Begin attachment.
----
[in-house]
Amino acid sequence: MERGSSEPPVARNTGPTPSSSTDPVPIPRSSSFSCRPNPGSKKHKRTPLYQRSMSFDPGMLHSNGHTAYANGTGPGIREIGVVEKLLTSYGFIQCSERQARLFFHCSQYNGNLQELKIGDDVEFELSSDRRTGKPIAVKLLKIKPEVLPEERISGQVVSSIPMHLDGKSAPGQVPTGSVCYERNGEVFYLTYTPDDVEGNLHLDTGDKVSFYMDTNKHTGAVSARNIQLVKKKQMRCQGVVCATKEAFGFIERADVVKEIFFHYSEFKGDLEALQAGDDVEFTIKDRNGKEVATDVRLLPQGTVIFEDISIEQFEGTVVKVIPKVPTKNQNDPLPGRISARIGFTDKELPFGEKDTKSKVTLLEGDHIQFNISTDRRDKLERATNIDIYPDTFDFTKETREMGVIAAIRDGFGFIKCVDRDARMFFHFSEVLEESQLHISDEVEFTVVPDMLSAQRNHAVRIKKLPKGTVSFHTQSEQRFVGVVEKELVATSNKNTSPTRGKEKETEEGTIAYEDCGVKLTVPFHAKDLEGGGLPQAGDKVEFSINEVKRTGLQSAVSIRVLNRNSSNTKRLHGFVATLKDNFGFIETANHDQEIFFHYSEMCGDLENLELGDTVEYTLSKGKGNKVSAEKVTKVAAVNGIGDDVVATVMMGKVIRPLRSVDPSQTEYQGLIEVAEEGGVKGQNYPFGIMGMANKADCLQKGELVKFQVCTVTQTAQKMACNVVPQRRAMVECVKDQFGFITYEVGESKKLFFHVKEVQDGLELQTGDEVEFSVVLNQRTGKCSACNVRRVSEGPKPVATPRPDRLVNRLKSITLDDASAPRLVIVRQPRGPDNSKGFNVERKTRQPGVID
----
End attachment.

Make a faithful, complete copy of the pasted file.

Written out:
[in-house]
Amino acid sequence: MERGSSEPPVARNTGPTPSSSTDPVPIPRSSSFSCRPNPGSKKHKRTPLYQRSMSFDPGMLHSNGHTAYANGTGPGIREIGVVEKLLTSYGFIQCSERQARLFFHCSQYNGNLQELKIGDDVEFELSSDRRTGKPIAVKLLKIKPEVLPEERISGQVVSSIPMHLDGKSAPGQVPTGSVCYERNGEVFYLTYTPDDVEGNLHLDTGDKVSFYMDTNKHTGAVSARNIQLVKKKQMRCQGVVCATKEAFGFIERADVVKEIFFHYSEFKGDLEALQAGDDVEFTIKDRNGKEVATDVRLLPQGTVIFEDISIEQFEGTVVKVIPKVPTKNQNDPLPGRISARIGFTDKELPFGEKDTKSKVTLLEGDHIQFNISTDRRDKLERATNIDIYPDTFDFTKETREMGVIAAIRDGFGFIKCVDRDARMFFHFSEVLEESQLHISDEVEFTVVPDMLSAQRNHAVRIKKLPKGTVSFHTQSEQRFVGVVEKELVATSNKNTSPTRGKEKETEEGTIAYEDCGVKLTVPFHAKDLEGGGLPQAGDKVEFSINEVKRTGLQSAVSIRVLNRNSSNTKRLHGFVATLKDNFGFIETANHDQEIFFHYSEMCGDLENLELGDTVEYTLSKGKGNKVSAEKVTKVAAVNGIGDDVVATVMMGKVIRPLRSVDPSQTEYQGLIEVAEEGGVKGQNYPFGIMGMANKADCLQKGELVKFQVCTVTQTAQKMACNVVPQRRAMVECVKDQFGFITYEVGESKKLFFHVKEVQDGLELQTGDEVEFSVVLNQRTGKCSACNVRRVSEGPKPVATPRPDRLVNRLKSITLDDASAPRLVIVRQPRGPDNSKGFNVERKTRQPGVID